Toms takes share of early lead at Quail Hollow

A cold morning and different wind direction made Quail Hollow feel longer than ever to David Toms. He managed just fine Thursday with a 6-under 66 and a share of the early lead with Jonathan Byrd at the Wells Fargo Championship.

Despite having to hit fairway metal into three par 4s, Toms made par on all of them and used the wind to his advantage with a birdie on the final hole to get his name atop the leaderboard among those who played early.

Byrd, who has missed the cut in five of his previous six appearances at Quail Hollow, also had seven birdies for a 66.

The morning typically offers the best conditions. This was an unusual day.

For starters, it was just over 40 degrees when the opening round began. The reason for the cold weather was a north wind, which is rare for this golf course. It made for a long layout, and Toms felt it early.

He hit a fairway metal from 218 yards on No. 3, and from 228 yards on No. 4, both dead into the wind. On the ninth, he had 230 yards to the green. But he got through it fine, and an eagle on the par-5 seventh with a shot into 5 feet left him feeling good about the day.

"It was cold this morning, and we were all out there with our jackets and sweaters on and playing these long par 4s," Toms said. "If I can shoot 3 under on the front nine, as long as it played, I'll take that any day."

Toms and Byrd each made a birdie on the toughest par 3s. For Toms it was a 15-foot putt on the 238-yard sixth hole. Byrd knocked in a 30-foot birdie putt on the 209-yard 17th with the peninsula green.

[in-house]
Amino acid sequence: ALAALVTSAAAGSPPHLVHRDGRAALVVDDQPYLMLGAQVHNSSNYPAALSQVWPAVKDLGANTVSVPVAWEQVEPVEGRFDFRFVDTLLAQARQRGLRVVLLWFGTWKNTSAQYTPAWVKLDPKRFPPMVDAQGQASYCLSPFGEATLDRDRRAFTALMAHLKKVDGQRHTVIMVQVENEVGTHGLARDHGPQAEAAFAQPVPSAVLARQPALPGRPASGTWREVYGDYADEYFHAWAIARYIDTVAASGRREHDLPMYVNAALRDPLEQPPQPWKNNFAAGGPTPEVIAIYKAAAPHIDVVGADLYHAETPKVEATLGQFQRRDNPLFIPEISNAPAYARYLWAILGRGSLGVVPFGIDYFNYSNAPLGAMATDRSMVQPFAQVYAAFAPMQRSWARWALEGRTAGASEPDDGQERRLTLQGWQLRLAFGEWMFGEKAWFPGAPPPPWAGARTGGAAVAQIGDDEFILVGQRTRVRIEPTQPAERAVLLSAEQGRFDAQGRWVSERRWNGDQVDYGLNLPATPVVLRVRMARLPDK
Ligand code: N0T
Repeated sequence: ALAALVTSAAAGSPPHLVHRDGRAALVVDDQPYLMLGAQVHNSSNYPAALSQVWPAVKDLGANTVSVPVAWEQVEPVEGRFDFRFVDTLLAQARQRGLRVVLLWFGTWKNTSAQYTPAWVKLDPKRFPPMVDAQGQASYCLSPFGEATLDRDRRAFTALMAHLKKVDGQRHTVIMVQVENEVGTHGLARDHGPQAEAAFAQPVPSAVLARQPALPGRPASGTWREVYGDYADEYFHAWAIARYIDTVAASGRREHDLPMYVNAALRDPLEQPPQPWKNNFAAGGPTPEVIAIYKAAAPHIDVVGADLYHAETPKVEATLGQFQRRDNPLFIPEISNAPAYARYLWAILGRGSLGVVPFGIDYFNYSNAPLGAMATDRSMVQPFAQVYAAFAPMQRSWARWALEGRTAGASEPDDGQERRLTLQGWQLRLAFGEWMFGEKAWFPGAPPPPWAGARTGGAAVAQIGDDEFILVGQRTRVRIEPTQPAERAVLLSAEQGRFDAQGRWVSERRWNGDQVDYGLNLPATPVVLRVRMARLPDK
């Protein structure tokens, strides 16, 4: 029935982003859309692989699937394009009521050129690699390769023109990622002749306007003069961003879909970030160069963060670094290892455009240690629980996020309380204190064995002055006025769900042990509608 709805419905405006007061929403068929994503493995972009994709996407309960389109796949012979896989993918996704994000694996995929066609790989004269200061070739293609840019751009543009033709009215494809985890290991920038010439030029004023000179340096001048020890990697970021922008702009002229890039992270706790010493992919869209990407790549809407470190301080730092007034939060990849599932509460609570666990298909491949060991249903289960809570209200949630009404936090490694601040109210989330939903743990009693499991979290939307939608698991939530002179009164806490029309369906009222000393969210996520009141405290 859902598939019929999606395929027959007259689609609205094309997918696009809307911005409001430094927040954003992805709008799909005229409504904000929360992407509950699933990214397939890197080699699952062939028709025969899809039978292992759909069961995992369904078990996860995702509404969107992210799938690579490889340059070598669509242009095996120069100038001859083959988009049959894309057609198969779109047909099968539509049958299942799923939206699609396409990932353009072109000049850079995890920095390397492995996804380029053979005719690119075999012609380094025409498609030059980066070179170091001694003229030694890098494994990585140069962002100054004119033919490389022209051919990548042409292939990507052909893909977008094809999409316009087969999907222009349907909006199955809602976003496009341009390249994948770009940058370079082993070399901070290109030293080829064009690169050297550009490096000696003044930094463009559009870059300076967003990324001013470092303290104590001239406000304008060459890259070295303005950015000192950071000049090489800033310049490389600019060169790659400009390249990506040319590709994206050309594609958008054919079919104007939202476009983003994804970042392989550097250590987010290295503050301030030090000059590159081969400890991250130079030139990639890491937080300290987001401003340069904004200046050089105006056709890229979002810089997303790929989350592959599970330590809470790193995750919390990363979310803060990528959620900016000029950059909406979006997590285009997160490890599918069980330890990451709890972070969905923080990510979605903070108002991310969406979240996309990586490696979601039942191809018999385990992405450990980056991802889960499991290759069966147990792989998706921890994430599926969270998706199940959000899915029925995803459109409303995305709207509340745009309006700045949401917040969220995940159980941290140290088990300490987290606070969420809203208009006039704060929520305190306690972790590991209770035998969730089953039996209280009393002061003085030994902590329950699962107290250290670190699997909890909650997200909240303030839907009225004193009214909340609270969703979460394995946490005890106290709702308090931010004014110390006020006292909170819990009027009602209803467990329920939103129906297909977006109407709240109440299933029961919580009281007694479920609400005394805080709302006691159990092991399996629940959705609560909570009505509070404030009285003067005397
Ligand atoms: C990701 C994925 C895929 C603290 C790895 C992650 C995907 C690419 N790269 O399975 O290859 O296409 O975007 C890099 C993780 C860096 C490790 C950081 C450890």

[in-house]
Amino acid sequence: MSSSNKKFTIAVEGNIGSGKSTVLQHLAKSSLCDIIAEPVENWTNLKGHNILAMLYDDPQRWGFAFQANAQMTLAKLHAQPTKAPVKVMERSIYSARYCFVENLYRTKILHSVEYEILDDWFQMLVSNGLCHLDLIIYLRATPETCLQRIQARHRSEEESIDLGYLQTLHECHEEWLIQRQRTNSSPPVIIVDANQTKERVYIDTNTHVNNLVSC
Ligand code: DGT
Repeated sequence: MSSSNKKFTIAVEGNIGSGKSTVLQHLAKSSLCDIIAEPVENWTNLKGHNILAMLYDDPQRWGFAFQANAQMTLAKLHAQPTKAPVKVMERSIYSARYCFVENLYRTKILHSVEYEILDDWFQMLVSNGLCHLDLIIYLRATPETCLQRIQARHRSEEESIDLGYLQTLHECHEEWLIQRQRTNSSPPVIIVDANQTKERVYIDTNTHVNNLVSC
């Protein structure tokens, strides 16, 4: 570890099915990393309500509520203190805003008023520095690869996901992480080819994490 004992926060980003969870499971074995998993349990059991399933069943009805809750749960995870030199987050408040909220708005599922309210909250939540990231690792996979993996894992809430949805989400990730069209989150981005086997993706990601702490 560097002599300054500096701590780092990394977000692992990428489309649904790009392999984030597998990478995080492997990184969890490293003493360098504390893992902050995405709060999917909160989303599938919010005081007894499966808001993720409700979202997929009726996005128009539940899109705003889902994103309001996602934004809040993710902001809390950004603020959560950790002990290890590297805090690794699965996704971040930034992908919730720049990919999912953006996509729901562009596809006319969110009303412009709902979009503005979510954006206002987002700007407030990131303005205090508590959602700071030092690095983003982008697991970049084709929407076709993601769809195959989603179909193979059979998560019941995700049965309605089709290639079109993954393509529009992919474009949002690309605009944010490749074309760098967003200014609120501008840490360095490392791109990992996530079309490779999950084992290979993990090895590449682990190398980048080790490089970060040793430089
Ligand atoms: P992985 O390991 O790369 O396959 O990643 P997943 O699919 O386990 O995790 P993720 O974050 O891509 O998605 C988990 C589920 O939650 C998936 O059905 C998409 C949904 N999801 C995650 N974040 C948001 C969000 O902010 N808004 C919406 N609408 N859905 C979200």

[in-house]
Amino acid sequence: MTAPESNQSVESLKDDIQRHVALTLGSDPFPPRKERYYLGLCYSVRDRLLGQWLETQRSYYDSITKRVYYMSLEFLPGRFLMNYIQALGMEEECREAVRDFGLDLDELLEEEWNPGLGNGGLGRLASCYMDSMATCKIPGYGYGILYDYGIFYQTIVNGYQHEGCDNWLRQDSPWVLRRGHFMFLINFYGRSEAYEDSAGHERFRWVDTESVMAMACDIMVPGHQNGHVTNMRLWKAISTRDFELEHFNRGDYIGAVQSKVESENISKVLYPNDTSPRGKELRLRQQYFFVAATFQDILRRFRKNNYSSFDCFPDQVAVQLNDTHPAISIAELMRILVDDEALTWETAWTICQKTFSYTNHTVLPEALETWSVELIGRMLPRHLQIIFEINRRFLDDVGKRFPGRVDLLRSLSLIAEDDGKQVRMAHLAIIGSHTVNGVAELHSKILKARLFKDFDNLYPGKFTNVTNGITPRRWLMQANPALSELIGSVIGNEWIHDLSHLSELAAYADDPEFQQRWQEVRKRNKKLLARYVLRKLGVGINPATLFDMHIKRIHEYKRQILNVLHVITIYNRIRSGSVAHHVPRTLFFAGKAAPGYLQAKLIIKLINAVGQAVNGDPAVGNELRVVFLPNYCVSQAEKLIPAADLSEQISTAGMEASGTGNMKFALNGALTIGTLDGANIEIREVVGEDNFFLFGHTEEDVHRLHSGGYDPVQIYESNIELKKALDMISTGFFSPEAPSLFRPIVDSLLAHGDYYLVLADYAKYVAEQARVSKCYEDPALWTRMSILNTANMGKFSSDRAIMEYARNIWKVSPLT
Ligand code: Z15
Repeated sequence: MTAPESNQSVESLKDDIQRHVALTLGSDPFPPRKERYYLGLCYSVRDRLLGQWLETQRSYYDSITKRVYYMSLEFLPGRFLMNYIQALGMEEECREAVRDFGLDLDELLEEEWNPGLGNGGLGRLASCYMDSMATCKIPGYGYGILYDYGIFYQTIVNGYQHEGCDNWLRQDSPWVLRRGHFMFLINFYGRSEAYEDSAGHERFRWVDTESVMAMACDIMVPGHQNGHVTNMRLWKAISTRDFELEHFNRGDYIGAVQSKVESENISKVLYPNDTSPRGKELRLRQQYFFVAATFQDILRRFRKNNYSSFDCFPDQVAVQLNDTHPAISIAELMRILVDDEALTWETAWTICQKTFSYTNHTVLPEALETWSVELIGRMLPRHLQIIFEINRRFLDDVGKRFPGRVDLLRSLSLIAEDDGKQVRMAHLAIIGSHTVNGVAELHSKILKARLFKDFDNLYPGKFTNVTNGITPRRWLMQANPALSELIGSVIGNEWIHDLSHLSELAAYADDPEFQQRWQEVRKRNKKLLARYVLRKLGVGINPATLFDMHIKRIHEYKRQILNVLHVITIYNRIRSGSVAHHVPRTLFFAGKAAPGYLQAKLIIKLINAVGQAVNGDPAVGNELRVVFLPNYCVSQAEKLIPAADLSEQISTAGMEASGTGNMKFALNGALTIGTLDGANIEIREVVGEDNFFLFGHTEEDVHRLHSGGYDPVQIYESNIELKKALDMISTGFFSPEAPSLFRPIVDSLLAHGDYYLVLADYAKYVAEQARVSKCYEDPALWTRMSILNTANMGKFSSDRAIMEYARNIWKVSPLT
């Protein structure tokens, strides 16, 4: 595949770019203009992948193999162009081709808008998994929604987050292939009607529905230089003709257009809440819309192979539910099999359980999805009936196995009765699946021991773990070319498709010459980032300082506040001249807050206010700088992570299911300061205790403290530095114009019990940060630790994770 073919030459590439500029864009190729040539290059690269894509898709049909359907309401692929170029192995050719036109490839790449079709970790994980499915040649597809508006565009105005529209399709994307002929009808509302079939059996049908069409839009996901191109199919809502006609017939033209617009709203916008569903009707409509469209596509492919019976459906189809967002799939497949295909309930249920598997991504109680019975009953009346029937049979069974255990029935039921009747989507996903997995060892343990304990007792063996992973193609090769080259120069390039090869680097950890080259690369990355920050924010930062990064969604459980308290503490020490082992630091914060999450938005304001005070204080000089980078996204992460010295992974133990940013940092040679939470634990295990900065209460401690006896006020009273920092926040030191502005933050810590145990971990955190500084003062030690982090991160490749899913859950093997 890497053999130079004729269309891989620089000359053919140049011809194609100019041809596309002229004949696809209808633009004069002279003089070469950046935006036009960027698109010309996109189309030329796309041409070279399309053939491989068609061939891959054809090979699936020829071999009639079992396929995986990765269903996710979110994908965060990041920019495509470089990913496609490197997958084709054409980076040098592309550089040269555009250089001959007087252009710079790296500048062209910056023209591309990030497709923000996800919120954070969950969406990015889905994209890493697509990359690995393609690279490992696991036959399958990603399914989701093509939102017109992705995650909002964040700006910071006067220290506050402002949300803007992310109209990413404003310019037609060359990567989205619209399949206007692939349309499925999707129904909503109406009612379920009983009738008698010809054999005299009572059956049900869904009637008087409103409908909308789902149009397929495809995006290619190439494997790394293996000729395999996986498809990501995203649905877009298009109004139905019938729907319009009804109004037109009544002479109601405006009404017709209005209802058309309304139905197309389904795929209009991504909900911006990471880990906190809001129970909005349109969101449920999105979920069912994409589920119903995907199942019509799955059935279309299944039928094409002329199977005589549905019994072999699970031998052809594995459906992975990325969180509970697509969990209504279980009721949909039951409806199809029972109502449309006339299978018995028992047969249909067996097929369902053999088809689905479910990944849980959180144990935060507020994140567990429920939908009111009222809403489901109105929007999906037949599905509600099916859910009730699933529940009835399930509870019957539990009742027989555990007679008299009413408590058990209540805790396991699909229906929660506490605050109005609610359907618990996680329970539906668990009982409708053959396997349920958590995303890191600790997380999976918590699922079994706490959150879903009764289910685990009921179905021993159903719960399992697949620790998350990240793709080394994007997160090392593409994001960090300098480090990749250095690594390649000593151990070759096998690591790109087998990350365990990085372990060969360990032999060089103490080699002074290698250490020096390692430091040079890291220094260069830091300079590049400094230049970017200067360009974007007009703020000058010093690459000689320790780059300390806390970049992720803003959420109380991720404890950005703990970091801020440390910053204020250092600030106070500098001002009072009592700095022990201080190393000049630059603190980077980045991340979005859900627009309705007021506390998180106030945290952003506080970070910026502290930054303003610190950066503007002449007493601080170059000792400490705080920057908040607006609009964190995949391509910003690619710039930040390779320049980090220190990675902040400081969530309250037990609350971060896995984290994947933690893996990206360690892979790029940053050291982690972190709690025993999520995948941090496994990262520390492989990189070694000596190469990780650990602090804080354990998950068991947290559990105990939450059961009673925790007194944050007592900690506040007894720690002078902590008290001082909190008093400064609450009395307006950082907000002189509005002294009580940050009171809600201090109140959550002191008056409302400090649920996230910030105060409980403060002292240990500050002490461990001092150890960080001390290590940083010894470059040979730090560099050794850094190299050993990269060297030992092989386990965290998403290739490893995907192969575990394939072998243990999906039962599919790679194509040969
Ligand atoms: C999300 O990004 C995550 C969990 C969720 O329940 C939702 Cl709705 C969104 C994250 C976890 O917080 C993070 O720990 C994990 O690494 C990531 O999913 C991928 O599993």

Lucas Glover and Pat Perez each had a 5-under 67, while Carl Pettersson and Stuart Appleby were another shot back. Sergio Garcia, who has three weeks to get into the top 50 and avoid U.S. Open qualifying for the first time in his career, opened with a 68. Garcia is No. 72 in the world.

Padraig Harrington, feeling stronger after a freak neck injury at the Masters, was among those at 69.

Not so fortunate was defending champion Rory McIlroy, making his first appearance in America since his Sunday collapse at the Masters that cost him his first major championship.

McIlroy opened with a bogey on the par-5 10th and didn't get much better as the day went on. He opened with a 75 and faces the prospect of missing the cut. Then again, he narrowly missed the cut last year and went on to win with a 62 in the final round.

"The story of the day for me is I really didn't hit it very well, which is unlike me," McIlroy said. "It'd be the strength of my game and today I just wasn't striking it well. My timing was off just a little bit."

McIlroy began working with putting specialist Dave Stockton this week, mostly with his routine.

Phil Mickelson was among the late starters, along with past champions Vijay Singh and Jim Furyk.

Byrd is the opposite of a past champion. He typically plays so poorly at Quail Hollow that only once has he made it to the weekend, and that yielded his only round in the 60s. And yet he loves the course, loves the tournament and keeps coming back.

"It's pretty odd," said Byrd, who opened the year with a playoff win at Kapalua. "If it wasn't close to home, I might start saying, 'I just don't play well there, I need to go home.' But my family is close to home here in Columbia, South Carolina, and it's not far from Clemson. They just knock it out of the park at this golf tournament, and it's a tournament I can't miss."